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Growing identical carbon nanotubes

Tailor-made organic precursors are the key to making atomically precise structures.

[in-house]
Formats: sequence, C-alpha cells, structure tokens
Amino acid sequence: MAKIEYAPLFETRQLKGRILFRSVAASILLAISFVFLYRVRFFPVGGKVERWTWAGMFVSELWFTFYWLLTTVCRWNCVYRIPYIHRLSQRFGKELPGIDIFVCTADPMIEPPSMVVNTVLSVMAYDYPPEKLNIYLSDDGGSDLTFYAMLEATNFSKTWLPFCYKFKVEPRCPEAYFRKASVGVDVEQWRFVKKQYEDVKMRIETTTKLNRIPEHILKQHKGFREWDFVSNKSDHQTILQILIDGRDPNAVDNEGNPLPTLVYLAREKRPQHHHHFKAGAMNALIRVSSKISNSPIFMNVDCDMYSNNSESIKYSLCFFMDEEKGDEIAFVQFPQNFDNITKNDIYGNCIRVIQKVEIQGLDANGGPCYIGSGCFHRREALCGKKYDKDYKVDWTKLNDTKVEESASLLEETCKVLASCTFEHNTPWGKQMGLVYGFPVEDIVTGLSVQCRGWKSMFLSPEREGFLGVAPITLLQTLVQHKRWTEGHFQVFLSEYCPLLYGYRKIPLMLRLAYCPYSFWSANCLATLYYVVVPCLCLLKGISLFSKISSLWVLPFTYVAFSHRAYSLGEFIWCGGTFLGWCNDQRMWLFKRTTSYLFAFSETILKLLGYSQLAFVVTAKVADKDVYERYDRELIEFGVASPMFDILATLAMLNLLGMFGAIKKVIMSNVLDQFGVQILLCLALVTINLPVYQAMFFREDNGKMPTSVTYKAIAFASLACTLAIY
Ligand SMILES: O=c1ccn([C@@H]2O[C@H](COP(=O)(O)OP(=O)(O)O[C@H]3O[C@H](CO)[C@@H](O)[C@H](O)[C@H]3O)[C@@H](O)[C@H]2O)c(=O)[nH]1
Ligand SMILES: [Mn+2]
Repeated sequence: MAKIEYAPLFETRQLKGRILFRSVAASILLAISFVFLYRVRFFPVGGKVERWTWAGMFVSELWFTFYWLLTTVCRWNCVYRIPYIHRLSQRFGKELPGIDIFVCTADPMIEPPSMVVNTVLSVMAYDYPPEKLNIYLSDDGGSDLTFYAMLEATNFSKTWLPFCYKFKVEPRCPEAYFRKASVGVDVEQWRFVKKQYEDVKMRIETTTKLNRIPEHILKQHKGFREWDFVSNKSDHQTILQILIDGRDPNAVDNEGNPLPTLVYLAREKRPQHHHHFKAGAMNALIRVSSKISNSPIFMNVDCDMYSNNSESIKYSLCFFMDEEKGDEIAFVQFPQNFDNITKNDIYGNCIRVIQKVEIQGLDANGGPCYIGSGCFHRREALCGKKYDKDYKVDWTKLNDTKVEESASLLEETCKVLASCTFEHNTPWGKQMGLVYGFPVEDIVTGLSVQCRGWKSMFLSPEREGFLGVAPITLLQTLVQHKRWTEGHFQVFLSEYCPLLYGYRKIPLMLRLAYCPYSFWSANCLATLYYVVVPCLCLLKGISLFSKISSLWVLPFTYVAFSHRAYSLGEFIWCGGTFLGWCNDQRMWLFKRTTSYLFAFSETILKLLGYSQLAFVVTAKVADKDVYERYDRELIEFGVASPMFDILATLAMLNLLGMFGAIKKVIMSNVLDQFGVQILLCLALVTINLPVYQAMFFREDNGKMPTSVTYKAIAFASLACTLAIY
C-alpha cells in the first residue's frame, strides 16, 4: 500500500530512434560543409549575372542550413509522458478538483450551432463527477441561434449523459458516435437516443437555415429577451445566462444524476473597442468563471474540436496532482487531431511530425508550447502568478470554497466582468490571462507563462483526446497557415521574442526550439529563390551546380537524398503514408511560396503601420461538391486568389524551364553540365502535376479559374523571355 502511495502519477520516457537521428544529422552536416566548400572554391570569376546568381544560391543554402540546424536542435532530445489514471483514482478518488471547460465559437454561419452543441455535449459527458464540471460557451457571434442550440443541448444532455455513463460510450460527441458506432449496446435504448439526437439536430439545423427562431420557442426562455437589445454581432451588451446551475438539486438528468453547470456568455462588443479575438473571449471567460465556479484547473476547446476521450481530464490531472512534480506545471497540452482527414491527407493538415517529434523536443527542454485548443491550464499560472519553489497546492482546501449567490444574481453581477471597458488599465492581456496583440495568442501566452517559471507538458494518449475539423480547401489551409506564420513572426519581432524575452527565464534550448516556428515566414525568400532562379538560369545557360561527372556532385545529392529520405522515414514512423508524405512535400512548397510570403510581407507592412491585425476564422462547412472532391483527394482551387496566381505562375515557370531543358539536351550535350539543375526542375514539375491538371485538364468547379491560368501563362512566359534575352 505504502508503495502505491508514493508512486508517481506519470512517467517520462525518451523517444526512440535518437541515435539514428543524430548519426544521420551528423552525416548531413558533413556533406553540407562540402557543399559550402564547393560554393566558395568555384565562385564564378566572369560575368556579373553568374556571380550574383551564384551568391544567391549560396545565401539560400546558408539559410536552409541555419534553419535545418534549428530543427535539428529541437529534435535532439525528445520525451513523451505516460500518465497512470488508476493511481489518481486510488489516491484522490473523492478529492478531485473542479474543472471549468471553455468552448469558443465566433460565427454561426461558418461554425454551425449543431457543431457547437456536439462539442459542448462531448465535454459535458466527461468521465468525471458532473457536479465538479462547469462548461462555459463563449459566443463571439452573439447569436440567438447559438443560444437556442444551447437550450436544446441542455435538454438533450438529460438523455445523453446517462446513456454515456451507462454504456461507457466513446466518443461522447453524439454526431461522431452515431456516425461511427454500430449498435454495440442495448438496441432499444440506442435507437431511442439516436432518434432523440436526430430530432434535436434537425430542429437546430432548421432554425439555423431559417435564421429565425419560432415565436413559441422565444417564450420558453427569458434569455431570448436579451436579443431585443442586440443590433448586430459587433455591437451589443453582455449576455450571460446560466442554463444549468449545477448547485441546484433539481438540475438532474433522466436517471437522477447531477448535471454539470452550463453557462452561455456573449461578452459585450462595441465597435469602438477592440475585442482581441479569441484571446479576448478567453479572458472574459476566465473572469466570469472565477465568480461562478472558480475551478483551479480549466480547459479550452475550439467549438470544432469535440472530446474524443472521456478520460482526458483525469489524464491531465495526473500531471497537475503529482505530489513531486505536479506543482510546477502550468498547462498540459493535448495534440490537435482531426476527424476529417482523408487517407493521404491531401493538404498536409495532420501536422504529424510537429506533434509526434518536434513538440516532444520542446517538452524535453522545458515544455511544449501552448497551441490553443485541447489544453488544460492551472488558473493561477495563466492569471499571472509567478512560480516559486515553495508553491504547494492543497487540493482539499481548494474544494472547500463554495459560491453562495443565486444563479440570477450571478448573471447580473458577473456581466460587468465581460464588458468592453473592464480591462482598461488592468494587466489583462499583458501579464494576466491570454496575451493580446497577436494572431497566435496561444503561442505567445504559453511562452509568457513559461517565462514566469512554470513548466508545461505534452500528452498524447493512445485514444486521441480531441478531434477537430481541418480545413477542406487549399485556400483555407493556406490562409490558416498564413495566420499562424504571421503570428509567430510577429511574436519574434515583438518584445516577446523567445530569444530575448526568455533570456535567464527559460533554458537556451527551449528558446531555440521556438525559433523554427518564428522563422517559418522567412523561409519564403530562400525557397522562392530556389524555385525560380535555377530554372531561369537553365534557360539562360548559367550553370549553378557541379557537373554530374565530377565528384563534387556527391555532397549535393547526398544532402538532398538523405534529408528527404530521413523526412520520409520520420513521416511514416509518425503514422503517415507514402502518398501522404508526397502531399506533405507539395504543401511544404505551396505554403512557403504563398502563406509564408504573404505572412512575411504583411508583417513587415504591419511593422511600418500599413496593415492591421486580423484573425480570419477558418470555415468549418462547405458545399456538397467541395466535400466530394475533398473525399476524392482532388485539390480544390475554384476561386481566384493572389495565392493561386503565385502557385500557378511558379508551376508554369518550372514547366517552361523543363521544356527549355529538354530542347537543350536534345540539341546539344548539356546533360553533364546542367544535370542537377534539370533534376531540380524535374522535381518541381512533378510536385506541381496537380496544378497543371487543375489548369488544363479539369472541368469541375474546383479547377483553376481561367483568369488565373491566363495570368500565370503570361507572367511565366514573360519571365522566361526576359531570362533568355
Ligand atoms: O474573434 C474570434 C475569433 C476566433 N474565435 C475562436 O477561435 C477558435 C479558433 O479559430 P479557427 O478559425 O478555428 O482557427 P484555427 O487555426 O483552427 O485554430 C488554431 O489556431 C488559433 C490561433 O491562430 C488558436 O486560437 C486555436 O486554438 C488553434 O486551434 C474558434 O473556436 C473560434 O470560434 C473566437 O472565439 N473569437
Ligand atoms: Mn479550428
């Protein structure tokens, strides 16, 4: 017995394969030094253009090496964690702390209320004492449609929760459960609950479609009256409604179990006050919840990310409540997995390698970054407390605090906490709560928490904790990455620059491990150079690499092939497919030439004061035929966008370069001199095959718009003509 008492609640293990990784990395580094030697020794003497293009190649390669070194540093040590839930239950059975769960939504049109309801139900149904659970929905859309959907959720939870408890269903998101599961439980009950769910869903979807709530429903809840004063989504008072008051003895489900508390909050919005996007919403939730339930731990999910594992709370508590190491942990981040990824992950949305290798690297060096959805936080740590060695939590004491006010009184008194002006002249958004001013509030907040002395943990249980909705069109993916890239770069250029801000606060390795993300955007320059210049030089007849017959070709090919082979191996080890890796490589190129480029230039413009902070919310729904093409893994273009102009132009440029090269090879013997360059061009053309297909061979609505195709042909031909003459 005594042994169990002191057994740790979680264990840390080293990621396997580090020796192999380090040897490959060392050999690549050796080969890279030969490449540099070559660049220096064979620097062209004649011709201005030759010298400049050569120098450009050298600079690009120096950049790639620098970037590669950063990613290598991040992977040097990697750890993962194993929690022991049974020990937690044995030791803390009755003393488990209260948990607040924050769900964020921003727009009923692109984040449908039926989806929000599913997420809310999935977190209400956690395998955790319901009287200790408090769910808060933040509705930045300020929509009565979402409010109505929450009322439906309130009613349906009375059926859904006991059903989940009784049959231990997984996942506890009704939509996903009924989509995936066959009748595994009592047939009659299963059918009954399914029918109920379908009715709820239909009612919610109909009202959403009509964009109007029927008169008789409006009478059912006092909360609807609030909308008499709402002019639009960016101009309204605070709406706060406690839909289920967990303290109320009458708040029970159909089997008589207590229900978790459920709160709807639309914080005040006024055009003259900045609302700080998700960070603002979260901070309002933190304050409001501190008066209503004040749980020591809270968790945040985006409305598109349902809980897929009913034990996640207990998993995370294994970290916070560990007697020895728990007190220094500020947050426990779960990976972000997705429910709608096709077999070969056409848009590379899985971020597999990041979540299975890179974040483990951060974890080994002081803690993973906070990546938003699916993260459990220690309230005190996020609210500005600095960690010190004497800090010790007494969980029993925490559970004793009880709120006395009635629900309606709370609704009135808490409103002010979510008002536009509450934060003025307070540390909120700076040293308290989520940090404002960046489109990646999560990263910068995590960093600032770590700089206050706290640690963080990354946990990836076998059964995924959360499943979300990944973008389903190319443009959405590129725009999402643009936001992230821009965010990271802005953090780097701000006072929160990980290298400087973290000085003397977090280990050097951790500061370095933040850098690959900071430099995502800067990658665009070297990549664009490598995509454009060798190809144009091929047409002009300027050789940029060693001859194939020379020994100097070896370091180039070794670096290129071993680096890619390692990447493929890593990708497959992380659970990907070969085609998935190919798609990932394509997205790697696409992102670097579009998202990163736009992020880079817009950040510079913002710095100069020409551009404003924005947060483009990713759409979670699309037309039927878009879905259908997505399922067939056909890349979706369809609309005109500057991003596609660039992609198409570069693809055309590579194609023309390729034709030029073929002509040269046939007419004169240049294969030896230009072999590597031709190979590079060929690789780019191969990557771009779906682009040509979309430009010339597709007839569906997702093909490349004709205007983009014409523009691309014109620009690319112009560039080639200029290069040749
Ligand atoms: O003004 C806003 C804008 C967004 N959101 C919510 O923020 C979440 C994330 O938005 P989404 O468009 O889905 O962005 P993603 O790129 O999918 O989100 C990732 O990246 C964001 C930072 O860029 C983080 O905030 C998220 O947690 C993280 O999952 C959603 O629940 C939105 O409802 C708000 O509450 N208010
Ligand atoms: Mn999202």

Single-walled carbon nanotubes (SWCNTs)—graphene sheets wrapped into hollow cylinders 0.5–2 nm in diameter—have inspired a vast range of proposed applications based on their many extraordinary properties (see, for example, the article by Phaedon Avouris, Physics Today, January 2009, page 34). But those properties depend on a SWCNT’s exact atomic structure, defined by its diameter and the angle between the tube’s axis and the graphene lattice vectors (see the article by Cees Dekker, Physics Today, May 1999, page 22). No method is known for creating bulk quantities of SWCNTs with identical structure. But Konstantin Amsharov (now at the University of Erlangen-Nuremberg in Germany), Roman Fasel (Swiss Federal Laboratories for Materials Science and Technology), and colleagues have now taken a big step toward that goal by synthesizing, for the first time, a small quantity of SWCNTs with a particular predefined structure. The result is a triumph for both organic chemistry and surface science. To start, the researchers implemented a 10-step chemical synthesis to create the precursor molecule shown at left in the figure. They deposited the precursors on a flat platinum surface and induced them to fold into the cap-shaped seed structure shown in the center. Then, using ethylene or ethanol gas as a source of new carbon atoms, they grew the seeds into longer SWCNTs, as shown at right. Raman spectroscopy and scanning tunneling microscopy imaging verified that the growing SWCNTs always adopted the structure of the seeds. The researchers are now working on scaling up their process to produce larger quantities and on developing precursors to other SWCNT structures. (J. R. Sanchez-Valencia et al., Nature 512, 61, 2014.)

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